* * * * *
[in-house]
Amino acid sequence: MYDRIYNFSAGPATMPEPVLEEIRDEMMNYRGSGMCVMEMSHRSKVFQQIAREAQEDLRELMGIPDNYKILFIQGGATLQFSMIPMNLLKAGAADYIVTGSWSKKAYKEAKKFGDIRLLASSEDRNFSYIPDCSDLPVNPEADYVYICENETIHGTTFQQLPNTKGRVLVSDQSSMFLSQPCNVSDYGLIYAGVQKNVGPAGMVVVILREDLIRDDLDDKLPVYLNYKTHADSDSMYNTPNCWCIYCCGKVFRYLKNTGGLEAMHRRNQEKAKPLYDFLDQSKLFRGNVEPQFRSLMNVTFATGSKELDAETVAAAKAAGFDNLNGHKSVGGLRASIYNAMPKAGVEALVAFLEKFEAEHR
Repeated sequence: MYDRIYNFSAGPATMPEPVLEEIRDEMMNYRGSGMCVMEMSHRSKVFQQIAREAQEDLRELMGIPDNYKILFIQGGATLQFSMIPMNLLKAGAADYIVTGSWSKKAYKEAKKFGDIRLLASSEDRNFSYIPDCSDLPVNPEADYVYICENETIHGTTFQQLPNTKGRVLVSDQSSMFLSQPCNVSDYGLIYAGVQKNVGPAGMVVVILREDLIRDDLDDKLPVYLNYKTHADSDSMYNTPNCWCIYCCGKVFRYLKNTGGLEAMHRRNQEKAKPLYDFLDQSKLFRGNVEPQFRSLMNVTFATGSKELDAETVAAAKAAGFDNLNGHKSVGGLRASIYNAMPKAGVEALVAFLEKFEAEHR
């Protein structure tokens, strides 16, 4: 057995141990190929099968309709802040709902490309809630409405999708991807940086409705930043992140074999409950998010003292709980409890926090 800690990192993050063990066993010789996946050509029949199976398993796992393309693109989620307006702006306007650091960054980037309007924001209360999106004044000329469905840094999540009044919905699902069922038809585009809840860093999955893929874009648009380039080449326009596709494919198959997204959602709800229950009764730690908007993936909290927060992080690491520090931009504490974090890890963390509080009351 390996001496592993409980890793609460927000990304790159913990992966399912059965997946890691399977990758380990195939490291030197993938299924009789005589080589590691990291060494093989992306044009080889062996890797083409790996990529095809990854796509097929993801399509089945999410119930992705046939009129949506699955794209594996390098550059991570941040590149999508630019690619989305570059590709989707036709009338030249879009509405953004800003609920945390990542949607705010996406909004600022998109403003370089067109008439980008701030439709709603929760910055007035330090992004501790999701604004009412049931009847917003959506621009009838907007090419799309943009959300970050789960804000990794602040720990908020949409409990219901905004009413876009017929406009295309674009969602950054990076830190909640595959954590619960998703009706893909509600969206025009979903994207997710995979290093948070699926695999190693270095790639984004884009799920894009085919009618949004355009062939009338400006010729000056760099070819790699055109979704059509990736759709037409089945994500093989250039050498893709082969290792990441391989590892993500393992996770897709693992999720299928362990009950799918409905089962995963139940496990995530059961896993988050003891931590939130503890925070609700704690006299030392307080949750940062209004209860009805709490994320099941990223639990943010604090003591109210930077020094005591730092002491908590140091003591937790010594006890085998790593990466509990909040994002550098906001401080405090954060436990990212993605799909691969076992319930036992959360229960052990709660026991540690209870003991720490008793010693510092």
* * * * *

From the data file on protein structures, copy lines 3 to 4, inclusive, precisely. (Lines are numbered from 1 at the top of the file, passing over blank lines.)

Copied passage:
Repeated sequence: MYDRIYNFSAGPATMPEPVLEEIRDEMMNYRGSGMCVMEMSHRSKVFQQIAREAQEDLRELMGIPDNYKILFIQGGATLQFSMIPMNLLKAGAADYIVTGSWSKKAYKEAKKFGDIRLLASSEDRNFSYIPDCSDLPVNPEADYVYICENETIHGTTFQQLPNTKGRVLVSDQSSMFLSQPCNVSDYGLIYAGVQKNVGPAGMVVVILREDLIRDDLDDKLPVYLNYKTHADSDSMYNTPNCWCIYCCGKVFRYLKNTGGLEAMHRRNQEKAKPLYDFLDQSKLFRGNVEPQFRSLMNVTFATGSKELDAETVAAAKAAGFDNLNGHKSVGGLRASIYNAMPKAGVEALVAFLEKFEAEHR
């Protein structure tokens, strides 16, 4: 057995141990190929099968309709802040709902490309809630409405999708991807940086409705930043992140074999409950998010003292709980409890926090 800690990192993050063990066993010789996946050509029949199976398993796992393309693109989620307006702006306007650091960054980037309007924001209360999106004044000329469905840094999540009044919905699902069922038809585009809840860093999955893929874009648009380039080449326009596709494919198959997204959602709800229950009764730690908007993936909290927060992080690491520090931009504490974090890890963390509080009351 390996001496592993409980890793609460927000990304790159913990992966399912059965997946890691399977990758380990195939490291030197993938299924009789005589080589590691990291060494093989992306044009080889062996890797083409790996990529095809990854796509097929993801399509089945999410119930992705046939009129949506699955794209594996390098550059991570941040590149999508630019690619989305570059590709989707036709009338030249879009509405953004800003609920945390990542949607705010996406909004600022998109403003370089067109008439980008701030439709709603929760910055007035330090992004501790999701604004009412049931009847917003959506621009009838907007090419799309943009959300970050789960804000990794602040720990908020949409409990219901905004009413876009017929406009295309674009969602950054990076830190909640595959954590619960998703009706893909509600969206025009979903994207997710995979290093948070699926695999190693270095790639984004884009799920894009085919009618949004355009062939009338400006010729000056760099070819790699055109979704059509990736759709037409089945994500093989250039050498893709082969290792990441391989590892993500393992996770897709693992999720299928362990009950799918409905089962995963139940496990995530059961896993988050003891931590939130503890925070609700704690006299030392307080949750940062209004209860009805709490994320099941990223639990943010604090003591109210930077020094005591730092002491908590140091003591937790010594006890085998790593990466509990909040994002550098906001401080405090954060436990990212993605799909691969076992319930036992959360229960052990709660026991540690209870003991720490008793010693510092």